By Gillian Wong / AP
Singapore: Oil prices steadied in Asian trading after shedding nearly $4 a barrel in the previous session on concerns that high fuel prices are dampening demand in the world’s biggest energy consumer.
A weekly report by the US Energy Department’s Energy Information Administration showed that gasoline demand over the four weeks ended 18 July was 2.4% lower than a year earlier, offering further evidence that Americans are cutting back on fuel.
“The worries about demand erosion in the US and an economic slowdown are really pulling prices down,” said Victor Shum, an energy analyst with consulting firm Purvin & Gertz Inc. in Singapore.
Light, sweet crude for September delivery fell 24 cents to $124.20 a barrel in electronic trading on the New York Mercantile Exchange by midday in Singapore. The contract on Wednesday dropped $3.98 to settle at $124.44 a barrel, crude’s lowest finish in floor trade since 4 June.
The Energy Department’s report also showed that US gasoline stockpiles jumped 2.9 million barrels last week, far more than analysts surveyed by energy research firm Platts predicted. The decline in crude inventories was less than forecast.
“This is the summer driving season and so there’s no question that the data shows demand destruction in the US,” Shum said.
Concerns that Hurricane Dolly might affect oil and natural gas output in the Gulf of Mexico dwindled as it made landfall near South Padre Island in Texas on Wednesday. The US Minerals Management Service reported that only about 4.7% of production, about 60,000 barrels a day, has been halted because of the storm.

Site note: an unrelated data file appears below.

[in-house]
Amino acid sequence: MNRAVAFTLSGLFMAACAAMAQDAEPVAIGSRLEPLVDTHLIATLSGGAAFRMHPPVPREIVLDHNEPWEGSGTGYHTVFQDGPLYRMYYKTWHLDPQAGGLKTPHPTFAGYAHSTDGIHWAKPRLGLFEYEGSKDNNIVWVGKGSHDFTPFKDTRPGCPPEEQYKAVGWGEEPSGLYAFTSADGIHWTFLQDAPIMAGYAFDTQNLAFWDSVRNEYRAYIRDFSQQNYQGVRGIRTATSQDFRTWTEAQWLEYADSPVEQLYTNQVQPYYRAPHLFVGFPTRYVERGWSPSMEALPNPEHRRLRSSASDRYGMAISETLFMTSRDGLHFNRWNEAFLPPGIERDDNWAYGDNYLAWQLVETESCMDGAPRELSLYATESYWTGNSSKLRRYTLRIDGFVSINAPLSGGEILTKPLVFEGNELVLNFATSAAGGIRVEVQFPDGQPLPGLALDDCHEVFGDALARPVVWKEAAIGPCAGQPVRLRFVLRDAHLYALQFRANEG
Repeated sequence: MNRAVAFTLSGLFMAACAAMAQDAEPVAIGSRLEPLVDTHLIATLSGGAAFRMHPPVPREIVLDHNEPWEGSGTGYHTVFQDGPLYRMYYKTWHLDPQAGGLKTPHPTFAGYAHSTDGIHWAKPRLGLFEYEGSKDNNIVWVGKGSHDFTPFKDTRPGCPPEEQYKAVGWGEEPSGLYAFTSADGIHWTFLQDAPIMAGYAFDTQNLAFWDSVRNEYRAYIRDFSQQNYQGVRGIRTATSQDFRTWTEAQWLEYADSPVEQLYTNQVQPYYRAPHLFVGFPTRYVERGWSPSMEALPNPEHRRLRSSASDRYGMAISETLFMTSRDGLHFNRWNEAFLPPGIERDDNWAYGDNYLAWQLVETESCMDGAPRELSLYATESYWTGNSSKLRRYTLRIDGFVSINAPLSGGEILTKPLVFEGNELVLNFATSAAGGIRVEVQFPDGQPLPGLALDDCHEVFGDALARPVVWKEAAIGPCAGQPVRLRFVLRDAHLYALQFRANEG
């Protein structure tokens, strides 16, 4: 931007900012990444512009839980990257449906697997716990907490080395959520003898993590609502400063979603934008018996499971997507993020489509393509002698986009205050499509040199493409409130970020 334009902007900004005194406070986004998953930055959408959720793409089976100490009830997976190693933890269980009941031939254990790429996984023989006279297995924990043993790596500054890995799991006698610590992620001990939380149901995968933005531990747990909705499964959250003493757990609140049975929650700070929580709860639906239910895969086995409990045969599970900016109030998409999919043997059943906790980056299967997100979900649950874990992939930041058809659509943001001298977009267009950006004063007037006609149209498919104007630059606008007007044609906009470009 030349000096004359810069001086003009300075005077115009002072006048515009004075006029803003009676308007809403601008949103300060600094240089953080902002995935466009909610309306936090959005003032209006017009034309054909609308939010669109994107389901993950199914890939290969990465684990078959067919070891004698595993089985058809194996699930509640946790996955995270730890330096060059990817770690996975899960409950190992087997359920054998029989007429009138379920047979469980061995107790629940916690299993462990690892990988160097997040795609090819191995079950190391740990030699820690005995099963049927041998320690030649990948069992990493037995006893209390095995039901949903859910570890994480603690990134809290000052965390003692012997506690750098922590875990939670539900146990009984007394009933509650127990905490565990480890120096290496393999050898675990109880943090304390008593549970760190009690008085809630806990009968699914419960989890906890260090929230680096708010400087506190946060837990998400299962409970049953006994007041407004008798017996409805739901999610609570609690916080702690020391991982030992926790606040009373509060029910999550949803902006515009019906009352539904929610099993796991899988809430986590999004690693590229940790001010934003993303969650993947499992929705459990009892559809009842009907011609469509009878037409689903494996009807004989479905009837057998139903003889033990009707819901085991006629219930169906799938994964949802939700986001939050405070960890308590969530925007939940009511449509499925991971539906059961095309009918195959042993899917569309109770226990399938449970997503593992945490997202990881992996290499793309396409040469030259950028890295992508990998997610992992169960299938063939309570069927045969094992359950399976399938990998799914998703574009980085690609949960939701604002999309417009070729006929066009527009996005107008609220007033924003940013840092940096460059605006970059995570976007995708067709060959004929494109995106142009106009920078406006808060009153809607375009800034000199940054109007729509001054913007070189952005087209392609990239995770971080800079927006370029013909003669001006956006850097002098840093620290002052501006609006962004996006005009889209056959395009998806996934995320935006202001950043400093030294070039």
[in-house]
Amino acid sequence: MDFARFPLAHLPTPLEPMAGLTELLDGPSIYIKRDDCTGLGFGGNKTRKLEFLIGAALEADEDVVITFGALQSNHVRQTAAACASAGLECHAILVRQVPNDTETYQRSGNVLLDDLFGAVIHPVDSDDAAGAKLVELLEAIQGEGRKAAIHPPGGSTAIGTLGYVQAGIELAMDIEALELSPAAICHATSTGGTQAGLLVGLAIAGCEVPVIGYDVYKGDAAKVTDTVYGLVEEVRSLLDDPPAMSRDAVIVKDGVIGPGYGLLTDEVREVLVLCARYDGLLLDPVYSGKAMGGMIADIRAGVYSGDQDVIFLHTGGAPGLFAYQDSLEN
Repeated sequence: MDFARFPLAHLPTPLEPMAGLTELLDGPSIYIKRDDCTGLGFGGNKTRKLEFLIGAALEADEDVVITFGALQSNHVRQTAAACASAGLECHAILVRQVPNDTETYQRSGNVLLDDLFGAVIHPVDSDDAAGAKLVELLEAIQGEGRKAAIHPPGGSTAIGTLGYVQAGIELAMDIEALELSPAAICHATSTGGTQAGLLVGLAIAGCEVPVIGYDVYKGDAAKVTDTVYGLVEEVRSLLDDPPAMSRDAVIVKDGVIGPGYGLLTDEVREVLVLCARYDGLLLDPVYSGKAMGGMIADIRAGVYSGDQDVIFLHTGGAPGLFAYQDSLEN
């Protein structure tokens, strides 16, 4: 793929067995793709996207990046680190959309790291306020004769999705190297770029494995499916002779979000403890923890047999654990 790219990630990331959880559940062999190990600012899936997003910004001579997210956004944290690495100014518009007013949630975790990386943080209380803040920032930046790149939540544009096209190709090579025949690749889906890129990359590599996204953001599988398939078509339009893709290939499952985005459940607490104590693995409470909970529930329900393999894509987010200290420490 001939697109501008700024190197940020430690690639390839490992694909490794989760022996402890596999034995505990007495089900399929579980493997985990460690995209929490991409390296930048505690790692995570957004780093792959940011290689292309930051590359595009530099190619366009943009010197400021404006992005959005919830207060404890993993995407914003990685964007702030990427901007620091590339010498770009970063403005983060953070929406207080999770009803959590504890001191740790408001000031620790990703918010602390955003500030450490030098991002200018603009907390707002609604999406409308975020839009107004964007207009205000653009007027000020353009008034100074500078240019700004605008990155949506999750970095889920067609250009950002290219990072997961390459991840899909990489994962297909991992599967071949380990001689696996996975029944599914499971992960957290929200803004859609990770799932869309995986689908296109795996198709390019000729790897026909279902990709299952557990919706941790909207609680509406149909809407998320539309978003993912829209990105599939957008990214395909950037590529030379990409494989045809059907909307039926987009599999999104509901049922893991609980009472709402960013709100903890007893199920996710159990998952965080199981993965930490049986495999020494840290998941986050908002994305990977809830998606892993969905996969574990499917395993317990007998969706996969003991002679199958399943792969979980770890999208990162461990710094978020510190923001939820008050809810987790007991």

A stronger dollar has added to the pressure on crude prices. As recently as a week and a half ago, oil seemed on a relentless march toward $150 a barrel. Prices have now fallen in six of the last seven sessions.
“Given that pricing has dropped $20 in two weeks, the question that is on everybody’s mind now is whether the oil market has reached a tipping point,” Shum said.
“But in the past four-plus years of oil’s bull run, the market has seen significant downward corrections before. Each time, the market has come back and moved higher and established new highs,” he added.
In other Nymex trading, heating oil futures fell 0.09 cent to $3.5492 a gallon (3.8 liters) while gasoline prices lost 1.35 cents to $3.0209 a gallon. Natural gas futures dropped 5.7 cents to $9.731 per 1,000 cubic feet.
Brent crude for September delivery fell 19 cents to $125.10 a barrel on the ICE Futures exchange in London.